An interesting aspect is Florence’s location – just 55km from the prospects at which China Yunnan Copper Australia (ASX:CYU) in January announced it had found HREE. ActiveEx now plans further testing for REE at the Florence project.
The assays show that, of the nine drill pulp samples re-assayed for rare earths, four returned readings that, of the REE content, more than 80 per cent were the heavy elements; in a fifth sample, the level of HREE was 79 per cent of all REE found, with dysprosium returning the highest assays. In addition, 16 of 287 rock chip samples returned significant levels of REE.
Meanwhile, Sydney-based investment firm Foster Stockbroking sees the latest price increases for REE as boding well for near-term producer Lynas Corp (ASX:LYC). Foster notes that the composition of REE from Lynas’ Mt Weld project has increased in price by 27 per cent in just one week.
But the changes between December 31 and February 28 are remarkable, being 81 per cent overall. The biggest gainer in the first two months of 2011 is samarium oxide (160 per cent), followed by neodymium oxide (92 per cent), cerium oxide (81 per cent) and praseodymium oxide (79 per cent). The lowest increase was for terbium oxide at 29 per cent. Foster said it expects even further tightness ahead in the REE market.
However, then take a look at the changes in the last two weeks of February – they are astonishing, too.
We just happened to also receive the latest rare earths and minor metals report from Sydney-based Resource Capital Research (RCR) which took prices as at February 16. Contrast those with figures posted by Lynas as of February 28, less than two weeks later.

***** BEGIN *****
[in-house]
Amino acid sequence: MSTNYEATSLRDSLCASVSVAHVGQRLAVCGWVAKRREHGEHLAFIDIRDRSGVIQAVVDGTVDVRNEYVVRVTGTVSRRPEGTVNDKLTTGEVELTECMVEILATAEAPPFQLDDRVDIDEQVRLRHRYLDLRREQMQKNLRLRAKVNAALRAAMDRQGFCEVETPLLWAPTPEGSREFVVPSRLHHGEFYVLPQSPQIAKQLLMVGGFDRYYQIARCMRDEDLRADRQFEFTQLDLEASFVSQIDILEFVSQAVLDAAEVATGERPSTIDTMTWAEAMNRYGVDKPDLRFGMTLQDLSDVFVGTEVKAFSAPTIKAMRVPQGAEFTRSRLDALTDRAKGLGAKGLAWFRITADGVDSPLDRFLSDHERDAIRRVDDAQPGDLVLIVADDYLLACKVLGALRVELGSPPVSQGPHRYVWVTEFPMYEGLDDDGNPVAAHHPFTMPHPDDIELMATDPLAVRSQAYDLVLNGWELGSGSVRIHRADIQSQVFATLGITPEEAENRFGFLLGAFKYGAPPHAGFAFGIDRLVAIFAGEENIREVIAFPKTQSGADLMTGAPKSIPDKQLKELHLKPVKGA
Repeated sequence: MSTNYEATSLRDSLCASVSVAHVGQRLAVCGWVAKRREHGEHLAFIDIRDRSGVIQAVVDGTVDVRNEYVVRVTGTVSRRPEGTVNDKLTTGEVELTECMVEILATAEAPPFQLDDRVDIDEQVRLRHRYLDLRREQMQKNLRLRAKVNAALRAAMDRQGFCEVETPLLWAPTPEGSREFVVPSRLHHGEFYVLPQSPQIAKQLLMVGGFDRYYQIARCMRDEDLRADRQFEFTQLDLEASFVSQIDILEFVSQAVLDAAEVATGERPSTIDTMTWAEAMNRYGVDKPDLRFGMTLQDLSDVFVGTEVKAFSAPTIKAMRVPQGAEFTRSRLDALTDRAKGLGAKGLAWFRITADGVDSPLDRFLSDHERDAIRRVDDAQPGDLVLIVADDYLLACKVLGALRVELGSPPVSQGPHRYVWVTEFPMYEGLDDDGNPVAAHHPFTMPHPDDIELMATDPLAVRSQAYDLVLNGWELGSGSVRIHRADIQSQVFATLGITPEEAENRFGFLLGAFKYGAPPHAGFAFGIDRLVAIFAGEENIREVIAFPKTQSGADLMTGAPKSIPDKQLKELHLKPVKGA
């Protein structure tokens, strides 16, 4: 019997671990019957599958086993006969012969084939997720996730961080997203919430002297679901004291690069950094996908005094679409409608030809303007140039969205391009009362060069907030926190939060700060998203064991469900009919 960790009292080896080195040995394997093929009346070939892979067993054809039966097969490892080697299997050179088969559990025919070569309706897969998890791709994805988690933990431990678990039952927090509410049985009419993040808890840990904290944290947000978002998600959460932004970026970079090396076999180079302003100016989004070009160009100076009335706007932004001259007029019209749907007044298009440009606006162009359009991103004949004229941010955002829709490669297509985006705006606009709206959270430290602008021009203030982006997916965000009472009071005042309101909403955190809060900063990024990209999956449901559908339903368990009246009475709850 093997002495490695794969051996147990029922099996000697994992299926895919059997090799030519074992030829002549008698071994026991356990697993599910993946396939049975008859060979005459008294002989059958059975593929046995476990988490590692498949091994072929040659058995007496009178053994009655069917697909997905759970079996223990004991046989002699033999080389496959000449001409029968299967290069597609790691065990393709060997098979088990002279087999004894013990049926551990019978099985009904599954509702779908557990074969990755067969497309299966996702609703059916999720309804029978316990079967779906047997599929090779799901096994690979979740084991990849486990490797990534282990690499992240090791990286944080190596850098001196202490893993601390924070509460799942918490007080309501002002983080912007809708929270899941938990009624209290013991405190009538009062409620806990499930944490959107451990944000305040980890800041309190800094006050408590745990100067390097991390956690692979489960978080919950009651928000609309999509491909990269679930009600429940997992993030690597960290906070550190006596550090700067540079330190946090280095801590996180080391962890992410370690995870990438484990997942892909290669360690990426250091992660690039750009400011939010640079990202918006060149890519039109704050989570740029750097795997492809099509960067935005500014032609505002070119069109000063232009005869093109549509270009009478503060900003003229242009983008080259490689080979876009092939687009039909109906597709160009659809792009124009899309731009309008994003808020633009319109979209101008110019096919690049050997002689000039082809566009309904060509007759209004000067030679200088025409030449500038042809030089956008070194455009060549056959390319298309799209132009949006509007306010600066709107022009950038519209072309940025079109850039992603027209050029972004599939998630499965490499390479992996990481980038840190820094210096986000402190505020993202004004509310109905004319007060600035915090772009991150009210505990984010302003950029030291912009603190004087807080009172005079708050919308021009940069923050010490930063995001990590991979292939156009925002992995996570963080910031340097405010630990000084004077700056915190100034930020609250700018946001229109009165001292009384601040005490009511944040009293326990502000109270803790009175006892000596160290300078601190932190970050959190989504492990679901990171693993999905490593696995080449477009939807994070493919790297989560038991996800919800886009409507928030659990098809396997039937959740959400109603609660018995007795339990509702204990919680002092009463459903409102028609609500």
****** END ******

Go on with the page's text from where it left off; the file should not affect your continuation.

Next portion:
Lanthanum: RCR quotes $US73/kg on May 16, Lynas $US92.1/kg on February 28.
Cerium: $US71 and $US95.10 respectively.
Neodymium: $US124.50 and $US156
Praseodymium: $US114.50 and $US140.50
Samarium: $US61 and $US95.10
Europium: $US650 and $US800
Terbium: $US630 and $US800
Dysprosium: $US410 and $US460
The RCR figures show a 1611 per cent gain for cerium for the 12 months to February 16, 1256 per cent for samarium and 1227 per cent for lanthanum.
Also of interest is a Lynas presentation out this week. Most of it will be familiar to RareMetalBlog readers, but the company presents its latest projections on the supply-demand front for 2014. Of Mt Weld’s REE composition, only three elements are projected to be in surplus three years from now: cerium in surplus by 13,500 tonnes (mainly in China), samarium 1800 tonnes (although in short supply outside China) and gadolinium at 500 tonnes and in general oversupply.
For all the other Mt Weld products, deficits loom. The world will be short 13,800 tonnes of lanthanum in 2014, 6100 tonnes of praseodymium, 13,000 tonnes of neodymium, 165 tonnes of europium, 350 tonnes of terbium, 1400 tonnes of dysprosium and 3300 tonnes of yttrium.
Back to RCR. This report, apart from general price and production analyses, also has detailed breakdowns of several REE companies – Alkane Resources, Arafura Resources, Avalon Rare Metals, Globe Metals & Mining and Lynas Corp.